7. Ask Questions

Continuing on from the call-to-action tip, readers also respond well to questions in subject lines. Think about what your audience needs or is interested in. A timely, relevant question will often get more opens. If your email content is answering an important question your audience has, consider using the question as your subject line.

freelancer email

This subject line gets my interest by asking a question about a topic I’m likely to be interested in.

amazon email

This subject line is also a great example of asking a question to get a job done. If I want to share my experience of the book with others, I will open the email and give out those stars. Job done for Amazon.

8. Identify Yourself

Don’t forget about the From line. This is just as important as your subject line. Again, keep it simple and use it to identify who you are to the reader.

Whatever name you use, make sure it’s one the reader can recognize immediately. Keep this consistent and try not to change it too often.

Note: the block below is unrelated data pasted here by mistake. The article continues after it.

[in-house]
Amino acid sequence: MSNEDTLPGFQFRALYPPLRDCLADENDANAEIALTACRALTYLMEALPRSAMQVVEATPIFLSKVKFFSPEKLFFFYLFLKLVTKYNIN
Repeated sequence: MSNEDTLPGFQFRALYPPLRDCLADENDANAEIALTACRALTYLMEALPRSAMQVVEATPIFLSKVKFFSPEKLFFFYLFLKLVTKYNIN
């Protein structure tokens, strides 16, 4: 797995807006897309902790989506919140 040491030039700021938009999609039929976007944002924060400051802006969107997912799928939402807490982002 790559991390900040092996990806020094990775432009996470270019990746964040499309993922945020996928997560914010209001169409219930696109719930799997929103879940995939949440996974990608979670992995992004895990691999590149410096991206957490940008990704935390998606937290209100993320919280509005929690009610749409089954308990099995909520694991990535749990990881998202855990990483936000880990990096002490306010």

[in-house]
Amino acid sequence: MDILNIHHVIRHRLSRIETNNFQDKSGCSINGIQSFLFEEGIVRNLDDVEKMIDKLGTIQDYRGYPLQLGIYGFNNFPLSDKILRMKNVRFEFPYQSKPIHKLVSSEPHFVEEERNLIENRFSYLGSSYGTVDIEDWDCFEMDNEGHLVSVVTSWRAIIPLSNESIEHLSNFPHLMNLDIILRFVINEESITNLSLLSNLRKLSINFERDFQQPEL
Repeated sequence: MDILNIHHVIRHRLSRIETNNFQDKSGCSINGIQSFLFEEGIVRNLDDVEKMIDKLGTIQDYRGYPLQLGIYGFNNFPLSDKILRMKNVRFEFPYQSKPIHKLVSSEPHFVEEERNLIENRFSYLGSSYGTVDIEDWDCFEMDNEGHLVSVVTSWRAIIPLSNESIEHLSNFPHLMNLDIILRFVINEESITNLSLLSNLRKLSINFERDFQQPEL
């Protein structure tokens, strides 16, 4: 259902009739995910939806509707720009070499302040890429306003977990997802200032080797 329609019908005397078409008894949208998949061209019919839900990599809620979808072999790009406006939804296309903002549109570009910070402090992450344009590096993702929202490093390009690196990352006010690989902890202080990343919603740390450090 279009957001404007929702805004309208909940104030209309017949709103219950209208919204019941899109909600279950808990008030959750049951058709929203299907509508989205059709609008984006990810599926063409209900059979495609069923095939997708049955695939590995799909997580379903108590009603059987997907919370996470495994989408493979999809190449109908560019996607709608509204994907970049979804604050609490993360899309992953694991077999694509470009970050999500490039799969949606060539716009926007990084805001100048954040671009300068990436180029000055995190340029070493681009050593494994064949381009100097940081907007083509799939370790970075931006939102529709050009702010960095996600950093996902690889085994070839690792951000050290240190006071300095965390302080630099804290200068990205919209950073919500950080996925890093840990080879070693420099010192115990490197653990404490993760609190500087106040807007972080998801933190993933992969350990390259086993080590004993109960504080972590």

unknown sender

The above email is clearly spam, but what makes it worse is they don’t even try to identify themselves. Why would I open an email that says “unknown sender,” especially one that is asking me for a donation?

9. Be Urgent

An email subject line that clearly identifies the urgency of action is often a winner, too. Many email marketers like to add the word “Now” to their subject line to convey this urgency. Example: “Get your dream body. Download our 31-day programnow.”

Others will add a time/day factor. For example, this email about a webinar:


just shop

10. Localize

Most of us have a lot of data about our audience, including their location. Instead of personalizing emails with first names, how about using their locations instead? For example, “New Store Opening in Cleveland” is great because it’s relevant when you send the offer to your readers in and near Cleveland.

On the other hand, “New Store Opening” is much too generic and doesn’t really pique any interest.

11. Be Clear About Value

What value are you bringing to your subscribers via your email?